#13
Huiying Zhao, Huixia Wang, Feng Sun, Shan Lyu, Youzhong An
BACKGROUND: High-flow nasal cannula oxygen (HFNC) is a relatively new therapy used in adults with respiratory failure. Whether it is superior to conventional oxygen therapy (COT) or to noninvasive mechanical ventilation (NIV) remains unclear. The aim of the present study was to investigate whether HFNC was superior to either COT or NIV in adult acute respiratory failure patients. METHODS: A review of the literature was conducted from the electronic databases from inception up to 20 October 2016...
July 12, 2017: Critical Care: the Official Journal of the Critical Care Forum
https://www.readbyqxmd.com/read/28700565/nasal-continuous-positive-airway-pressure-influences-bottle-feeding-in-preterm-lambs
#14
Nathalie Samson, Audrey Michaud, Rahmeh Othman, Charlène Nadeau, Stéphanie Nault, Danny Cantin, Michaël Sage, Céline Catelin, Jean-Paul Praud
BACKGROUND: In preterm infants, the time from initiation to full oral feeding can take weeks, which represents a very worrisome problem in neonatal medicine. Although current knowledge suggests that oral feeding should be introduced early, this is often delayed due to the need for prolonged nasal continuous positive airway pressure (nCPAP). Indeed, most caregivers fear that nCPAP could disrupt sucking-swallowing-breathing coordination and induce tracheal aspiration. The goal of the present study was to assess the impact of nCPAP delivered by the Infant Flow System on the physiology of sucking-swallowing-breathing coordination during bottle-feeding in preterm lambs over 24 h...
July 12, 2017: Pediatric Research
https://www.readbyqxmd.com/read/28661028/increased-use-of-heated-humidified-high-flow-nasal-cannula-is-associated-with-longer-oxygen-requirements
#15
Rachael C Heath Jeffery, Margaret Broom, Bruce Shadbolt, David A Todd
AIM: There has been an increased use of heated humidified high flow nasal canula (HFNC) in premature babies (PBs) admitted to our neonatal unit. The aim of this study is to identify clinical characteristics in PBs < 29 weeks gestational age (GA) that distinguish between those who did not or did receive HFNC. METHODS: This study compared prospectively collected data from 2010 to 2012. Comparisons were undertaken between PBs<29 weeks GA who received continuous positive airway pressure (CPAP: 44/72 (61...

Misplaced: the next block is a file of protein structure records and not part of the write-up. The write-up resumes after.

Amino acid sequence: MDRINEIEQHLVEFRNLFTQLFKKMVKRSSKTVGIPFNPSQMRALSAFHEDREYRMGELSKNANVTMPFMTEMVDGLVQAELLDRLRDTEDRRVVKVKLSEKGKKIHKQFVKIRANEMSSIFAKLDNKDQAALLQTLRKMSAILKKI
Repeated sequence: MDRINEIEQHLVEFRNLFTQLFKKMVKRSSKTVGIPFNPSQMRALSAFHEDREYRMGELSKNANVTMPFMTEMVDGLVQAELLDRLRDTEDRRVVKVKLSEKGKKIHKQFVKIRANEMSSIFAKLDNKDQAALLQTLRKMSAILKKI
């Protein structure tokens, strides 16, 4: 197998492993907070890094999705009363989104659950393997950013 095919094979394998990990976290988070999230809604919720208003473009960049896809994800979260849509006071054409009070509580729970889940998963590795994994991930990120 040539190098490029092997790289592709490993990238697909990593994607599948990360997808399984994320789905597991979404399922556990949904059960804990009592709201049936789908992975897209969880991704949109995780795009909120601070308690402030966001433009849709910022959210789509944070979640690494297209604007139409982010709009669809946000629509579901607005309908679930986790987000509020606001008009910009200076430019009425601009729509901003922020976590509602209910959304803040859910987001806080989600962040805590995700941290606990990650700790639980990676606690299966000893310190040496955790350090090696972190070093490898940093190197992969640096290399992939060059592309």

June 29, 2017: Journal of Paediatrics and Child Health
https://www.readbyqxmd.com/read/28659200/-an-unrecognized-cause-of-dyspnoea
#16
A Brys, A Wijers, M de Vries, N Bouwman, R Borghans
BACKGROUND: Neuralgic amyotrophy is characterised by pain in the neck or shoulder region, followed by neuropathy of both motor and sensory nerves of the brachial plexus. The incidence of this condition is estimated at 1/1000 per year. In a rare variant of the syndrome, involvement of both phrenic nerves can occur, leading to diaphragmatic paralysis and severe orthopnoea. CASE DESCRIPTION: A 67-year-old woman was referred to us with acute orthopnoea. Imaging studies showed bilateral diaphragmatic paralysis, and electromyography (EMG) confirmed neuropathy of both phrenic nerves...
2017: Nederlands Tijdschrift Voor Geneeskunde
https://www.readbyqxmd.com/read/28654138/a-prospective-cohort-study-of-awake-fibreoptic-intubation-practice-at-a-tertiary-centre
#17
K El-Boghdadly, D N Onwochei, J Cuddihy, I Ahmad